As part of its recent budget, New York State has enacted a new law that significantly impacts nursing home operators in New York. Effective January 1, 2022, the new Section 2828 of the Public Health Law requires, among other things, that:
- Not less than 70% of nursing home revenues shall be spent on direct resident care costs;
- 40% of the nursing home revenues must be spent on staff who work directly with patients (so-called resident-facing staff, as that term is defined in Section 2828), which is included in amounts spent on direct resident care costs; and
- Nursing home profits are limited to not more than 5%, and profits in excess of this threshold shall be turned over to the
- Pursuant to the legislation, the Department of Health shall promulgate regulations in accordance with the new
Direct resident care is defined to include non-revenue support services (e.g., maintenance and patient food service), ancillary services (e.g., laboratory and pharmacy services), and program services directly serving patients. Expenses that are specifically excluded as not related to patient care include, without limitation, administrative costs (other than nurse administration), capital costs, debt service, taxes (other than sales taxes or payroll taxes), capital depreciation, rent and leases, and fiscal services. Specifically excepted from the new law are nursing homes that provide certain specialized services, including, for example, behavioral intervention and neurodegenerative services.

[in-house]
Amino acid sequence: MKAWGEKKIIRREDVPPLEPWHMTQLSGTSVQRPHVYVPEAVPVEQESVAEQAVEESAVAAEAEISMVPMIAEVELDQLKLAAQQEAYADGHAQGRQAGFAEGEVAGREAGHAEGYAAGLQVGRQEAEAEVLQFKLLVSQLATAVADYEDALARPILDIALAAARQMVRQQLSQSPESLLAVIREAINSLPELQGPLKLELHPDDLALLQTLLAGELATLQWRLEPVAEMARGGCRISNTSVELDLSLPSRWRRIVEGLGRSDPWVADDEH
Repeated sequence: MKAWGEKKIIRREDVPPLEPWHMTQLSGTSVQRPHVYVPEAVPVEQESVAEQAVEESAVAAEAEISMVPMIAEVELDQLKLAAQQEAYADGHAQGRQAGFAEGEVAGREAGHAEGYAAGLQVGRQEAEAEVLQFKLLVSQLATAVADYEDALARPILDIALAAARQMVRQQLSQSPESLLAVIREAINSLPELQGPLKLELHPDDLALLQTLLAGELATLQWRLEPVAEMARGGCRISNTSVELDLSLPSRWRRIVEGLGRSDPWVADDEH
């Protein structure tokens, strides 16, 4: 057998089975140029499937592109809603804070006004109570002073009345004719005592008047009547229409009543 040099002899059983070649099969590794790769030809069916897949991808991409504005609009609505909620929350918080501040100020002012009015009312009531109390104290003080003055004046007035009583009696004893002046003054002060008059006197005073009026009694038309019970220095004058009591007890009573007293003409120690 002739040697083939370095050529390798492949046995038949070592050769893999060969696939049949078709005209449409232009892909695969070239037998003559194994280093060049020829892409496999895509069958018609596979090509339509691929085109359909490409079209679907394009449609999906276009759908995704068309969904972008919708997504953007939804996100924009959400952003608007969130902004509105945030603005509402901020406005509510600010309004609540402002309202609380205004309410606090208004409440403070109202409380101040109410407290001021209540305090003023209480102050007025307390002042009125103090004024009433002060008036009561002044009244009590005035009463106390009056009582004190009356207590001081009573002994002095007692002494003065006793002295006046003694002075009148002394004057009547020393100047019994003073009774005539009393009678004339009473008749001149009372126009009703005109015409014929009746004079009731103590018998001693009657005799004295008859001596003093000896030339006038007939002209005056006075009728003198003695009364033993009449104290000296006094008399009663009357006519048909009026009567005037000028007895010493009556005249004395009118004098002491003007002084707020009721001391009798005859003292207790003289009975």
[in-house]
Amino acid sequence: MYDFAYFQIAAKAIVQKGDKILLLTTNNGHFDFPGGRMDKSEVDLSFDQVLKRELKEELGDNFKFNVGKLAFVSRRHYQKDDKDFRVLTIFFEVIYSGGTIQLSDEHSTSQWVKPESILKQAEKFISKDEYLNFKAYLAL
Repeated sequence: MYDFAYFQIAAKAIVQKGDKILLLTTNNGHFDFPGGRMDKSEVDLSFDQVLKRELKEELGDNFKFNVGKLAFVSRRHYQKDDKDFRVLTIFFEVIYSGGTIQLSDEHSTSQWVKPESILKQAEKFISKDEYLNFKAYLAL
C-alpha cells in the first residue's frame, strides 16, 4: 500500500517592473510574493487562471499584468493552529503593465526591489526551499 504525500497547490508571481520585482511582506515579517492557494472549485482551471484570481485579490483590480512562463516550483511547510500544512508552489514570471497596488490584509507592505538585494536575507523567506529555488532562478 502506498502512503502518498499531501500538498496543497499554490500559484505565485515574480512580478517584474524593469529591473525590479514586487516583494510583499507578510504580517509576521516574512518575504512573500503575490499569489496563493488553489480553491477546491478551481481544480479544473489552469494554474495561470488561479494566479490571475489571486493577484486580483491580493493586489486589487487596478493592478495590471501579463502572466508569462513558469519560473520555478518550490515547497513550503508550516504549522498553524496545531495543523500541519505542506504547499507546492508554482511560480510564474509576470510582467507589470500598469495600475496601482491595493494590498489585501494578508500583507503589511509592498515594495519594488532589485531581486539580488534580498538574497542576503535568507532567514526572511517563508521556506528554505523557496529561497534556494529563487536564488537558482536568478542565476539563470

Failure to comply with the requirements of the new law will result in monetary penalties to noncompliant facilities. In particular, facilities that fail to turn over their excess profits to the State could face Medicaid deductions, offsets or lawsuits. Furthermore, facilities that fail to meet the minimum spending requirement would be required to turn over to the State an amount equal to the spread between the minimum spending requirement and their actual expenditures.
Nursing Home lenders should immediately determine if any of their existing borrowers are subject to this new law, and if so, lenders should review the various representations, warranties, and covenants contained in the credit documents, including, without limitation, financial covenants, such as debt service coverage ratios, reserve requirements, and permitted distributions, all of which may be impacted. Lenders should also determine whether the new law’s requirements rise to a level of a change of regulation or a change of law that could adversely impact their existing loan facilities. Specifically, lenders and borrowers alike need to evaluate whether or not performance by borrower under the operative credit documents will result in borrower violating the requirements of the new law. Restructure, default, forbearance and amendments are all concepts lenders will utilize to reconcile compliance with the new law and the borrower’s obligations under the credit documents. Going forward, lenders must be mindful of how this new legislation will impact new borrowers and should update their underwriting models and due diligence requirements to account for the changes set to take effect on January 1, 2022.